Common Periwinkle (Minor) is generally described as
a perennial vine or forb/herb.
not native to the U.S. (United States)
and has its most active growth period in the
spring and summer .
Common Periwinkle (Minor) has
dark green foliage and
blue flowers, with
conspicuous fruits or seeds.
retained year to year.
Common Periwinkle (Minor) has a
long life span relative to most other plant species and a
moderate growth rate.
Common Periwinkle (Minor) is easily found in nurseries, garden stores and other plant dealers and distributors. It can be propagated by
bare root, container.
Note that cold stratification is
not required for seed germination and the plant cannot survive exposure to temperatures below
medium tolerance to drought and restricted water conditions.
Uses of : Landscaping, Medicinal, Culinary, etc.
Erosion control: Its use should normally be restricted to partially shaded areas and north or east exposures on ramps and inclines. It should be considered on roadsides in specially adapted locations and sites.
Ornamental and beautification: Common periwinkle is particularly desirable as an attractive evergreen ground cover in mild climates. It is valuable on yards, banks, or odd areas as a low maintenance ground cover. It tolerates light traffic but should not be used where frequent trampling occurs.
Vinca minor L., common periwinkle, is a perennial evergreen ground cover that is winter hardy. It is closely related to the big leaf periwinkle (V. major L.), except in size and hardiness. Common periwinkle seldom exceeds a height of 6 inches although runners may trail long distances on the ground. The runners root at the node under moist conditions. The thick glossy leaves form a good ground cover. Small blue flowers occur indeterminately from April to September.
Required Growing Conditions
Common periwinkle is adapted to mild climates. It usually requires part shade and ample moisture, but will tolerate full sun if it is adequately watered. It is more hardy than big leaf periwinkle. Moisture and exposure are often more restrictive than soil type on determining adaptation. Common periwinkle is adapted to a wide range of soils. It is found on well drained to poorly drained soils that can be calcareous, alkaline to slightly acidic, and medium textured to fine textured. The plant should be used where there is adequate moisture.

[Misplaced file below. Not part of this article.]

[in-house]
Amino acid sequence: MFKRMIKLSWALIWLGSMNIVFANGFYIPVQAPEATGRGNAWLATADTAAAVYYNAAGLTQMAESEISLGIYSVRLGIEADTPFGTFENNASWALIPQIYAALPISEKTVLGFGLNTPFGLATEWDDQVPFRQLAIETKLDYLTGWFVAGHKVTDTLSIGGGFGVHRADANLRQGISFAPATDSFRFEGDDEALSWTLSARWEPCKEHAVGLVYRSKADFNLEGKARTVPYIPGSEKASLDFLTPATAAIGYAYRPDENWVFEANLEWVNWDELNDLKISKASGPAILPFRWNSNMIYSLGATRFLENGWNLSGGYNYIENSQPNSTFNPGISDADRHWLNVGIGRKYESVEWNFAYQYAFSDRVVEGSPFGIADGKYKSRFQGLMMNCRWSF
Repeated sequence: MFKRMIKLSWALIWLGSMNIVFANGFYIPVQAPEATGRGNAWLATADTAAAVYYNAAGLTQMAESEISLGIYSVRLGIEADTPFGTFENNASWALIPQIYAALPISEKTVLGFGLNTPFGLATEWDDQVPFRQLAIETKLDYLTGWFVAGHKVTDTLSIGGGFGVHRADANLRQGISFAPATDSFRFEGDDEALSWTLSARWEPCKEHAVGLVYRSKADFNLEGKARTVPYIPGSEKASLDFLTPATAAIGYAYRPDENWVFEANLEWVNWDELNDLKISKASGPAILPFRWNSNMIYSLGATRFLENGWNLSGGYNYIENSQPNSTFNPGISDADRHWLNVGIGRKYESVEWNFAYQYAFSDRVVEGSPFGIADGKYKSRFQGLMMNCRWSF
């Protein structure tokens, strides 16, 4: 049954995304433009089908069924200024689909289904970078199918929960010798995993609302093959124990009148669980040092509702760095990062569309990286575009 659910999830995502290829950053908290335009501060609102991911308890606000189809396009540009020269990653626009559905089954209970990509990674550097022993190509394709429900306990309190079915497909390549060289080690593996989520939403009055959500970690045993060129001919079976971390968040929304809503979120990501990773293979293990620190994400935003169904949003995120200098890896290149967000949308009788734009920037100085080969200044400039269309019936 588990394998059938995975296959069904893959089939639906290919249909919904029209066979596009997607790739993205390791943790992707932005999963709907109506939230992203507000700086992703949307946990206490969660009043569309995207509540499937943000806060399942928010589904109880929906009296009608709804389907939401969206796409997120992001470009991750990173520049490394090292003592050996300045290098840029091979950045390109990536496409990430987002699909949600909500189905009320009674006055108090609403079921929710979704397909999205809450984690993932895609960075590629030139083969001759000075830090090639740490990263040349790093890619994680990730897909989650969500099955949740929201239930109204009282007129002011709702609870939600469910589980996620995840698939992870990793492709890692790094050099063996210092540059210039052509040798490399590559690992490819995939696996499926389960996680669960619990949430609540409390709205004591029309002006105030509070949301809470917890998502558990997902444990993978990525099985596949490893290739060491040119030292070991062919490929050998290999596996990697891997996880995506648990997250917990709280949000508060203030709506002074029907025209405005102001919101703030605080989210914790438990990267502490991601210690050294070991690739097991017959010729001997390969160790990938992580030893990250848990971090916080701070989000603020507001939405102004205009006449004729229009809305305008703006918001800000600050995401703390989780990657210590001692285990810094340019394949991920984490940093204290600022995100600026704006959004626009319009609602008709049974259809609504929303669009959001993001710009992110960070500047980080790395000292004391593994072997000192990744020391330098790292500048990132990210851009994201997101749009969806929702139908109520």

Common periwinkle is distributed throughout the East.
Cultivation and Care
Plants may be established from rooted cuttings produced in flats or from plant division. Plant on a spacing of 18 inches x 18 inches. Fertilizer should be applied for vigorous establishment. Mulch critical areas immediately after planting. Planting can be done any time of the year when moisture is adequate for establishment. This should ordinarily be planted on areas that can be sprinkled or otherwise irrigated or on sites where average annual precipitation is over 20 inches.
General Upkeep and Control
Little or no maintenance is required after establishment. Well-established plantings may be clipped to promote new growth. Chemical or mechanical weeding may be need to control unwanted vegetation.
Pests and Potential Problems Common periwinkle can be affected by blight, canker, leaf spot, and root rot.
Control Please contact your local agricultural extension specialist or county weed specialist to learn what works best in your area and how to use it safely. Always read label and safety instructions for each control method. Trade names and control measures appear in this document only to provide specific information. USDA, NRCS does not guarantee or warranty the products and control methods named, and other products may be equally effective.
Cultivars, Improved, and Selected Materials (and area of origin) ‘Alba’, ‘Atropurpurea’, ‘Bowles’, ‘Variegata’, ‘Multiplex.’ Seedlings are available at most commercial nurseries.
Source: USDA, NRCS, PLANTS Database, plants.usda.gov.
National Plant Data Center, Baton Rouge, LA 70874-4490 USA